The Servicemembers Civil Relief Act (SCRA) is a federal law which provides protection from financial obligation and liability to both military personnel and their families. This protection can even extend to liability for debt they incurred before they or their family member(s) entered service. When it comes to collecting from these individuals, here are a few things to keep in mind.
Who is Covered, and When?
The protection of the SCRA extends to all active duty service members in all five of the military’s branches. It also often covers their spouses and dependents. Contracted personnel like dining facility employees who are working outside the US are also generally covered. Coverage is also extended to National Guard members called to active duty for more than 30 days, but not just when they are doing weekend drills. Service members will often provide proof of service to their creditors, but it’s also possible for the lender to check through the Department of Defense. Some collectors check all of their accounts to affirm if they are in the military or not.
One key element of the SCRA is that service members are entitled to a 6% interest cap on all loans they incurred prior to enlisting. That 6% must also include finance charges and service fees. However, this cap doesn’t happen automatically: the individual must request that it be applied and provide a copy of their military orders. It’s important for creditors to know that this cap doesn’t apply to debt the service member or their family obtains after they enter active duty.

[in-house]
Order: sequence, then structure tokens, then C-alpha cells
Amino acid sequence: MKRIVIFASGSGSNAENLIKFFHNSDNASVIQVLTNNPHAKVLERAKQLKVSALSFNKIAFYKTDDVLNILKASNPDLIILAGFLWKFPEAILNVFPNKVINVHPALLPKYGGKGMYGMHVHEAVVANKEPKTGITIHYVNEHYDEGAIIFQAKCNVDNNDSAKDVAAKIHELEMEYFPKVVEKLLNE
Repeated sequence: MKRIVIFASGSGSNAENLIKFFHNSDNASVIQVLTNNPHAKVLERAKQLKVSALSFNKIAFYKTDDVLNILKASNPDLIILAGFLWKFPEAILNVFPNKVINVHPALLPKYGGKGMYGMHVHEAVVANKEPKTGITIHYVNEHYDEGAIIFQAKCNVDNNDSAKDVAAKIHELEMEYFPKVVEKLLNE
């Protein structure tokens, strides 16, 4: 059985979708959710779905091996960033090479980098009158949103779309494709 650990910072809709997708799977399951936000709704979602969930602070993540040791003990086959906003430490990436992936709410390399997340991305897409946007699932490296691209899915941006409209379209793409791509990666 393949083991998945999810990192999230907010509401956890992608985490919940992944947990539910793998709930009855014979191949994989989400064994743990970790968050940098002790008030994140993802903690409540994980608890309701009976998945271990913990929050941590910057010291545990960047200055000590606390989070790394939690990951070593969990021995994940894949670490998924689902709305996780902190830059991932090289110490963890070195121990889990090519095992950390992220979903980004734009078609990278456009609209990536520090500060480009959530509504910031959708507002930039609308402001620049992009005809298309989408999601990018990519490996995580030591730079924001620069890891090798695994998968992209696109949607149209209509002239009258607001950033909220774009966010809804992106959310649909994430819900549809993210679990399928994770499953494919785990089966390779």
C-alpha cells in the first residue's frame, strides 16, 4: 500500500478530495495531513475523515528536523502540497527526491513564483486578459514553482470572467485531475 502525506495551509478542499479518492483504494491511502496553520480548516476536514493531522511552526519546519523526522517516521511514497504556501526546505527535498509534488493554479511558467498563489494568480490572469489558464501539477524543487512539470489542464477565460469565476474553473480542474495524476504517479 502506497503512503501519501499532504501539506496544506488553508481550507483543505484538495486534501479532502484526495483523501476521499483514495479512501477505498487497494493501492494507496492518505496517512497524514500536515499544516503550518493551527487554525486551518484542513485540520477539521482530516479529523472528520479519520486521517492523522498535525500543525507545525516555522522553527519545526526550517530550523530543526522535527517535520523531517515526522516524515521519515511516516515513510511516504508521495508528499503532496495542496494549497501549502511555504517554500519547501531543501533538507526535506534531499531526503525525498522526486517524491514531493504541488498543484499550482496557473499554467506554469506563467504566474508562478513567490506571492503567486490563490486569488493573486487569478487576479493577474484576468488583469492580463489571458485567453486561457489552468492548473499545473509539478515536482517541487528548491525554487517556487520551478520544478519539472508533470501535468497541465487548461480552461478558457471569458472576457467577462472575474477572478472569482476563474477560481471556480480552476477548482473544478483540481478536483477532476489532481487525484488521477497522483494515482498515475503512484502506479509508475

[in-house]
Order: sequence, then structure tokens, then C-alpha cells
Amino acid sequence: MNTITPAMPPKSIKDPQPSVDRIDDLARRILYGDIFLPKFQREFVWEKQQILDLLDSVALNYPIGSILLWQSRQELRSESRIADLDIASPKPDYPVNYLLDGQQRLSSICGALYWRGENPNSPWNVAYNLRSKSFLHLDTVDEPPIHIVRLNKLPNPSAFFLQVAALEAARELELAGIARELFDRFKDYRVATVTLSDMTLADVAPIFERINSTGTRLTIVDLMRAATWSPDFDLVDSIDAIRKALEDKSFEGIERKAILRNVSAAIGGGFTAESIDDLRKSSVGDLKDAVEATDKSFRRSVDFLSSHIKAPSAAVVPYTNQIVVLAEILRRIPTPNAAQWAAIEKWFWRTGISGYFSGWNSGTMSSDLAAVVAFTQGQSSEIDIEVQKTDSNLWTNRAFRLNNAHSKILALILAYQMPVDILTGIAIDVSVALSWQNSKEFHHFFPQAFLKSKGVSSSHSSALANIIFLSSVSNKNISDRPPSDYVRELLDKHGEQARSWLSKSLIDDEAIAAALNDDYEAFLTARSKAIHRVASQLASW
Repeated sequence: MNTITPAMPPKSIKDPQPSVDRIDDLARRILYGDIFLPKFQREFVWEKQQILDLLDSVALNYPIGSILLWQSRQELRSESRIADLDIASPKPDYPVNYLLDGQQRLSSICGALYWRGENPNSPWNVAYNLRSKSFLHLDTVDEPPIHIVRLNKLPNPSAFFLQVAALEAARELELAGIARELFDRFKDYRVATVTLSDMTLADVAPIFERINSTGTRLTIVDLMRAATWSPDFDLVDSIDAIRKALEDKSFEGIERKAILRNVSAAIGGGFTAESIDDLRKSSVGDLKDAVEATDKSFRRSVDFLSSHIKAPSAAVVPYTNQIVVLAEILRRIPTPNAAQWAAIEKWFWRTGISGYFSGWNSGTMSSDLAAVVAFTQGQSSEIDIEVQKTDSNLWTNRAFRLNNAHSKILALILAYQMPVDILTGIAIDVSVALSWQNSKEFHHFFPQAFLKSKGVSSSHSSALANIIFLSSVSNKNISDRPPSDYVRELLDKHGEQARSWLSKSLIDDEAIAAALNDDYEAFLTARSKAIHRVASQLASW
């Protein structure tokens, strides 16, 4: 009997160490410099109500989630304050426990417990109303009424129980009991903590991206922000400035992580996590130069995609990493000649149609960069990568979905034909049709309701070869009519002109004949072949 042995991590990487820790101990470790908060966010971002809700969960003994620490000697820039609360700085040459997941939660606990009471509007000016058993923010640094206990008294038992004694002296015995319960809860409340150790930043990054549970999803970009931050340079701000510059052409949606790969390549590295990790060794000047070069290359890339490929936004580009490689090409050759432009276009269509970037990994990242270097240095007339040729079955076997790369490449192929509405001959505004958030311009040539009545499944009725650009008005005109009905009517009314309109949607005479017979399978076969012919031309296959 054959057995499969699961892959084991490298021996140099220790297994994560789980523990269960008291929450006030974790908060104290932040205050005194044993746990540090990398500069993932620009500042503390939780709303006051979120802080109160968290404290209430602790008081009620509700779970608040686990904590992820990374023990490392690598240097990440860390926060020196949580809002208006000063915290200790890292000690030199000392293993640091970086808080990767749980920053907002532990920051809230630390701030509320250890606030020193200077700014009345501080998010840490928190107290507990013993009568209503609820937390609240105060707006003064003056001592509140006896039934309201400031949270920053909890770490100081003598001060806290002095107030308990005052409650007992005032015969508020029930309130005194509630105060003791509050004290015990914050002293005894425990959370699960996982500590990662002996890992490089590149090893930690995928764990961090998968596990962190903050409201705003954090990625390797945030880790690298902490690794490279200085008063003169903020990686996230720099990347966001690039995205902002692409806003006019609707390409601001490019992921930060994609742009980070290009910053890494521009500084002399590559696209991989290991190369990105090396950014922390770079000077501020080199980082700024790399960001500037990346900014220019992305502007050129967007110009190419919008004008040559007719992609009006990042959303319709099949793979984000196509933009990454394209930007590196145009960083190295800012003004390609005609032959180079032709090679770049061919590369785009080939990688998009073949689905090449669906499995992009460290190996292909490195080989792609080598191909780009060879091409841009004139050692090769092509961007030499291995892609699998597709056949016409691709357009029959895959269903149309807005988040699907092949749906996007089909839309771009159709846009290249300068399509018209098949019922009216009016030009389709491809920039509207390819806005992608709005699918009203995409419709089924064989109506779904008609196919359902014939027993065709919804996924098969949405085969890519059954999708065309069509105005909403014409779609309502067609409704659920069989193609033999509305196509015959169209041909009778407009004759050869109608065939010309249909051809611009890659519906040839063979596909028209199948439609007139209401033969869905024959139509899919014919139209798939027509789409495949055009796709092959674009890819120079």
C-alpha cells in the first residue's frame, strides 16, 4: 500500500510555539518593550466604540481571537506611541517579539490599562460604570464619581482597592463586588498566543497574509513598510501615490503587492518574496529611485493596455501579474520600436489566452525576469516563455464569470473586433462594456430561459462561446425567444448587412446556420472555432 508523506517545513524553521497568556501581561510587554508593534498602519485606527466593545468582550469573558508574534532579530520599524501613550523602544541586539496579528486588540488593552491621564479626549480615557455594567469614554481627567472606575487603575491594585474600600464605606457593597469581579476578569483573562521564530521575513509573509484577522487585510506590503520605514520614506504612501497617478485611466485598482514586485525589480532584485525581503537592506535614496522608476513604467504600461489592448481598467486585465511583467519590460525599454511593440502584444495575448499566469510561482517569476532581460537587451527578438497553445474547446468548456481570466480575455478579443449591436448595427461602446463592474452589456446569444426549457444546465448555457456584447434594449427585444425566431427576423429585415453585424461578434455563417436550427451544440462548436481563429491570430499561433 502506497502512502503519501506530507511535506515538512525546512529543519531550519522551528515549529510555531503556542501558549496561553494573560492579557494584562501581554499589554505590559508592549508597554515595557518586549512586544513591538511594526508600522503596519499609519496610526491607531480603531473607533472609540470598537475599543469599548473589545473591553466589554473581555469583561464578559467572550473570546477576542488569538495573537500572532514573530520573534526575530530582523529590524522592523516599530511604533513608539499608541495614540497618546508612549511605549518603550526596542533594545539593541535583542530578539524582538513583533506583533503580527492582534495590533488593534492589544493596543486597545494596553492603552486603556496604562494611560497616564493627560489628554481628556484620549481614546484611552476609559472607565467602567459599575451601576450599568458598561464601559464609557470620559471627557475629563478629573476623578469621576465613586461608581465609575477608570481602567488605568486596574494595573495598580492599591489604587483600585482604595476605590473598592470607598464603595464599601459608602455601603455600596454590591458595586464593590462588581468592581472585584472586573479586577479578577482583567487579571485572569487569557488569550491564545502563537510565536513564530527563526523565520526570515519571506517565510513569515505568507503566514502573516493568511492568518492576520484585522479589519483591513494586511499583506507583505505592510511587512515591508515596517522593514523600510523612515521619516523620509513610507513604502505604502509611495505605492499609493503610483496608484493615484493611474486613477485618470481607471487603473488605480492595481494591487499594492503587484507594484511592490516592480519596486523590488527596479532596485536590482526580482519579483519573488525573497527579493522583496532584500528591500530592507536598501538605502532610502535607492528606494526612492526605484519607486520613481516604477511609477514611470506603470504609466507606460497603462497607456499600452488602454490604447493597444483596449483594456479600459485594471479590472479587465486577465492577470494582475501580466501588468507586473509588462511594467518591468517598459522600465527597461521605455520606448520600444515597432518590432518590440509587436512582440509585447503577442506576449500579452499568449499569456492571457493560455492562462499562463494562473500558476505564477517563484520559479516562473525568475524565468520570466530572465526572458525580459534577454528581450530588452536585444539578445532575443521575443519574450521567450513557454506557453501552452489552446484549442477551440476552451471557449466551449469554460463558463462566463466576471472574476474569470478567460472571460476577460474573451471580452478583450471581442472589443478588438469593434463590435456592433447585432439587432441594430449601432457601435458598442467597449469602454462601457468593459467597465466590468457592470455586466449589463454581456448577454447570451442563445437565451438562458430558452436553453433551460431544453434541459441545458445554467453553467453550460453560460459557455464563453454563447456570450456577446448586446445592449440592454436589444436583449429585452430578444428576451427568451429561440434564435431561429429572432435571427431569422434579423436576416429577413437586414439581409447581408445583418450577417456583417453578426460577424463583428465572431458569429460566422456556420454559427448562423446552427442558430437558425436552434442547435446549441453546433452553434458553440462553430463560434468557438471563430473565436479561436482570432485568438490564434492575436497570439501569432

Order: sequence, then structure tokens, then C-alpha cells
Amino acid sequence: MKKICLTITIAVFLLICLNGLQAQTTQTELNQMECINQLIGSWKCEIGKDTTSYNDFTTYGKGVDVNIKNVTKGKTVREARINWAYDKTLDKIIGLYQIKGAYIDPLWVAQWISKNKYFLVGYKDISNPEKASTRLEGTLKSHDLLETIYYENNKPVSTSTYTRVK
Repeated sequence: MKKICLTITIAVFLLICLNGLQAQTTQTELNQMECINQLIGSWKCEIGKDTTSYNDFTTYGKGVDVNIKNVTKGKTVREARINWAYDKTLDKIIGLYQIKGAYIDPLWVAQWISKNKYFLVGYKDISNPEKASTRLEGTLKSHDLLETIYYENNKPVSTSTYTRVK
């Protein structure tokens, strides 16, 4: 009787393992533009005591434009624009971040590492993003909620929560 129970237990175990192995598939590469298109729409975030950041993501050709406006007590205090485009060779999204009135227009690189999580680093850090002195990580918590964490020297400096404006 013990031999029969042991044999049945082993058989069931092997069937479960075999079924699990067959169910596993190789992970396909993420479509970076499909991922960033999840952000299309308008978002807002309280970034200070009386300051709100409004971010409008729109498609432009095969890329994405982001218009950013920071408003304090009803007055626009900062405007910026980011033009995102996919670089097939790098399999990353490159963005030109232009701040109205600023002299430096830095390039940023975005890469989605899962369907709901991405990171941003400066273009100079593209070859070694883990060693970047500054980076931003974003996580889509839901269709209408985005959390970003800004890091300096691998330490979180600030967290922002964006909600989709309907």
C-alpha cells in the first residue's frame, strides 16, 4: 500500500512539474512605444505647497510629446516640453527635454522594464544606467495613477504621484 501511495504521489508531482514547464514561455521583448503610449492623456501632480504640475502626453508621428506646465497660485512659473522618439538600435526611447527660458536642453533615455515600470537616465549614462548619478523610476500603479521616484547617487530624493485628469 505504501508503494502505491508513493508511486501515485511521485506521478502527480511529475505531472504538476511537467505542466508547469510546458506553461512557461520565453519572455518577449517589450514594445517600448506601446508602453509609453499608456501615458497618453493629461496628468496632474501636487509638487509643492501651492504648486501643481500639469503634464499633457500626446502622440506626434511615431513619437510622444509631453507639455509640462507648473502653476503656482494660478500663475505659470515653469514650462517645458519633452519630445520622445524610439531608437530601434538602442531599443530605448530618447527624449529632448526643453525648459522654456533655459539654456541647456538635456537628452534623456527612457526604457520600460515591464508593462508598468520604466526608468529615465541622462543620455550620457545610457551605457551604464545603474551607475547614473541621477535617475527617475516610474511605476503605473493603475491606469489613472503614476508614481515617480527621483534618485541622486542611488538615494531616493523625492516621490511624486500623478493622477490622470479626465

The SCRA also shields its protected parties from default judgments. An attorney must be appointed by the court and make every effort to contact the service member before the default judgment can be awarded. In many cases, even awarded default judgments can be later overturned because the judgment is not seen as fair to the SCRA-protected person.
Protection from Negatives
The SCRA essentially puts a pause on any statute of limitations related to the service member’s financial obligations. Once the service member is discharged, the statute begins again. The SCRA can also protect service members and their families from some aspects of negative credit reporting. If a collector has complied with all the SCRA’s mandates and a service member is still late sending in payments, then the lender has the right to report that to the credit bureaus. However, it is prohibited to report to the credit bureaus if the purpose is to invoke the service member’s rights under SCRA.
The best rule of thumb for those in the collections industry is to stop and take a step back when someone claims SCRA protection. This law does not mean that collectors can’t get what they are owed, but it does mean that action must be taken through different channels and documented carefully. If you take an action which conflicts with SCRA, the costs for corrective action and refunds will come back later. If you have questions about the SCRA, you should contact the Department of Justice or consult with your company’s legal counsel. Or if you don’t want to deal with the headache at all, you can always connect with an expert collections firm like HCM to take care of these concerns for you.